Hot flushes (or hot flashes for our US friends…) are a common symptom that many women experience during the natural biological process that we call menopause.
But did you know that hormones play a significant role in the development of hot flushes?
As women, we’re used to fluctuating hormones and the effects they can have on our bodies. From puberty to pregnancy and beyond – we know the drill. But menopause is a whole new ballgame.
To start with the basics, hormones are chemical messengers that help regulate many bodily functions, including reproduction, metabolism, and mood regulation. During menopause, a woman’s hormone levels begin to decline, particularly estrogen and progesterone. These hormonal changes can trigger a range of physical and emotional symptoms, including the one we all know and love – hot flushes.
As you’ll most likely already know, hot flushes are sudden feelings of warmth that can be accompanied by sweating and a rapid heartbeat. They can be mild or severe and can occur multiple times a day and always at the WORST moments, right?!
Hot flashes are often triggered by declining estrogen levels, which affects the part of the brain that regulates body temperature. But that’s not the only hormone at play here…
Progesterone has a calming effect on the brain, and its reduction can lead to anxiety and irritability, which can exacerbate hot flushes and cause that unexplained rage or hopelessness we feel for no reason whatsoever. As if we needed any more things to deal with…
Other hormones, such as follicle-stimulating hormone (FSH), may also play a role in hot flushes.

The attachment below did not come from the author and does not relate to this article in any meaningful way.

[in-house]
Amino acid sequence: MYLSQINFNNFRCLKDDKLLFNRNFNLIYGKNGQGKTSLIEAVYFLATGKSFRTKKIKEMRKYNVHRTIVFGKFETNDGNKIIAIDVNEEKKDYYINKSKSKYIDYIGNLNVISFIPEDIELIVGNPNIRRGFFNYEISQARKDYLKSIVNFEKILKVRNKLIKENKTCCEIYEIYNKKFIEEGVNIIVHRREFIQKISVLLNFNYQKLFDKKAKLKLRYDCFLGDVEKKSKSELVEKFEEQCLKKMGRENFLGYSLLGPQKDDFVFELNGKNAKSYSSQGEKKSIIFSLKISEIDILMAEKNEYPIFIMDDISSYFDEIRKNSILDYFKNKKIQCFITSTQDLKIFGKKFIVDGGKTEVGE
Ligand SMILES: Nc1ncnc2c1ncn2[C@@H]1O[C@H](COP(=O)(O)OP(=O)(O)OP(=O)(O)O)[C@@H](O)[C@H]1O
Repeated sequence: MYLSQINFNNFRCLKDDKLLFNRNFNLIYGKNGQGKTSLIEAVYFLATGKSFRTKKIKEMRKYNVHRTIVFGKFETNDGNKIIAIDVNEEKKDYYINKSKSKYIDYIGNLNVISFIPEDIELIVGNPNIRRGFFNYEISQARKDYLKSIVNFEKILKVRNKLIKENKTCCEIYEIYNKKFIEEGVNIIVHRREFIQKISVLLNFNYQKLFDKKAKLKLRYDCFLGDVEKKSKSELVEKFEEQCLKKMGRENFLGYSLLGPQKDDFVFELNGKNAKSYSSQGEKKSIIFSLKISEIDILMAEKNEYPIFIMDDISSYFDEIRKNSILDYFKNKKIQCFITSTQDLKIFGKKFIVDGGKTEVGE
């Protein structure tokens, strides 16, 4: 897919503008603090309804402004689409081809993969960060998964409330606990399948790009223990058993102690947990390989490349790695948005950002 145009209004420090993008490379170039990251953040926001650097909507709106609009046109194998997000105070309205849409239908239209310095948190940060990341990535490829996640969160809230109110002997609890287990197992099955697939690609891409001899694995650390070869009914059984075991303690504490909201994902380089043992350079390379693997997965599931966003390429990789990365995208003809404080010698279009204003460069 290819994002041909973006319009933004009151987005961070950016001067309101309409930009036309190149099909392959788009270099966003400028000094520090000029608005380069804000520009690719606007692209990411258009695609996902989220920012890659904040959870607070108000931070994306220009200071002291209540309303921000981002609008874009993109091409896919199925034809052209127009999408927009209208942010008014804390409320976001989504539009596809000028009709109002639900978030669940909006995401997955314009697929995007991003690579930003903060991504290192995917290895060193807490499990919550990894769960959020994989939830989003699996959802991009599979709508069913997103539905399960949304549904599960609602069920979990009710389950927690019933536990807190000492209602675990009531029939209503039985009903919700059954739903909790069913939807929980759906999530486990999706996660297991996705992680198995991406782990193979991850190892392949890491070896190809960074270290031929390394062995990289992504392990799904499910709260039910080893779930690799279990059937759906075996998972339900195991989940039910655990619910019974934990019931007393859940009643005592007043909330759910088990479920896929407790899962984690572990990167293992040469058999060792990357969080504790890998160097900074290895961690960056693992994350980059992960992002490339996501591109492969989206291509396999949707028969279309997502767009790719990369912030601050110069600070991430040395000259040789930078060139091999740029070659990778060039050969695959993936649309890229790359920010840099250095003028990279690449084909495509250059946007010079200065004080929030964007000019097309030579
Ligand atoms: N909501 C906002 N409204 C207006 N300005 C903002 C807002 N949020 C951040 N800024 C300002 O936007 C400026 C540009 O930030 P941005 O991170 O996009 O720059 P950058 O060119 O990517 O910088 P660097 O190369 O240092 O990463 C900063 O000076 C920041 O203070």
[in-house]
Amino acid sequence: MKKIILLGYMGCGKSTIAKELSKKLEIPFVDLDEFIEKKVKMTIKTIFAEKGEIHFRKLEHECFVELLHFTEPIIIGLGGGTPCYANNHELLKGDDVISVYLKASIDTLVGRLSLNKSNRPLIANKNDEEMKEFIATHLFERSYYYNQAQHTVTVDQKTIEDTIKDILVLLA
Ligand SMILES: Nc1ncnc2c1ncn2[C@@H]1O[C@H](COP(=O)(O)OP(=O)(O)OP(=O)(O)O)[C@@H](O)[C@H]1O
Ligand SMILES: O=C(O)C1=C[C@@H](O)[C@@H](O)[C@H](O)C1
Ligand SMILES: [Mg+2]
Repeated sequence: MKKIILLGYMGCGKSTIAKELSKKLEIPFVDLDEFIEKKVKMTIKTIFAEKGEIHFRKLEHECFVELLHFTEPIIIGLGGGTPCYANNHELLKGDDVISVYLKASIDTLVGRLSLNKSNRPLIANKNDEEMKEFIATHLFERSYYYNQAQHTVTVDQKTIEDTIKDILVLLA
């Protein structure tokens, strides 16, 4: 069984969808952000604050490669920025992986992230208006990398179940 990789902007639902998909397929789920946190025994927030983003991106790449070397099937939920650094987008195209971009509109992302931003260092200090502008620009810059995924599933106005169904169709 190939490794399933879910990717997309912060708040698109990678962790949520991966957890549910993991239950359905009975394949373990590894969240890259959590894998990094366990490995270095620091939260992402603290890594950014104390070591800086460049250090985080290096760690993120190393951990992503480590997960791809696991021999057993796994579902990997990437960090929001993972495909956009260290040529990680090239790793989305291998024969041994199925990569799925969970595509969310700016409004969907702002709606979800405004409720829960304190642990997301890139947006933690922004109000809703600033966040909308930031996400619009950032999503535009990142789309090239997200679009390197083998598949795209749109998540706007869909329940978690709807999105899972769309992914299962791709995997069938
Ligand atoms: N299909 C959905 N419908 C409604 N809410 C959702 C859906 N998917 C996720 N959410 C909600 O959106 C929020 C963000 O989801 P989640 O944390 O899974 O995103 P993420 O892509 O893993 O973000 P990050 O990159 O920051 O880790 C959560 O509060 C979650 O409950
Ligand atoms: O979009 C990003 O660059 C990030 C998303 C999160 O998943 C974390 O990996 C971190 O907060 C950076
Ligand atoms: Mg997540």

Absolutely not. I mean you can if you want to, but if you’re experiencing hot flushes or other menopause symptoms, hormone replacement therapy (HRT) is a really common treatment option that can help regulate hormone levels and alleviate hot flushes. However, HRT is not suitable for everyone and may have side effects. It’s got a bit of a bad rep – but the best thing you can do is do your research and speak to your doctor about everything you’re experiencing. Advocate for yourself and whatever you do, don’t suffer in silence.
Other treatments, such as lifestyle changes and alternative therapies, can also help manage hot flushes and other menopausal symptoms.
Of course, we wouldn’t be talking about it if we didn’t have something that helps…so now feels like the perfect time to mention our cooling blanket – Cool Embrace. Designed (by a fabric technician nonetheless) to help distribute your body heat so you can sleep at night. Because night sweats are up there with the worst of the menopause symptoms in my opinion.
Understanding the connection between hormones and hot flushes is critical in managing menopausal symptoms. Hormonal changes play a significant role in the development of hot flushes and other menopausal symptoms. By exploring treatment options such as hormone replacement therapy and lifestyle changes, you can alleviate these symptoms and enjoy a better quality of life.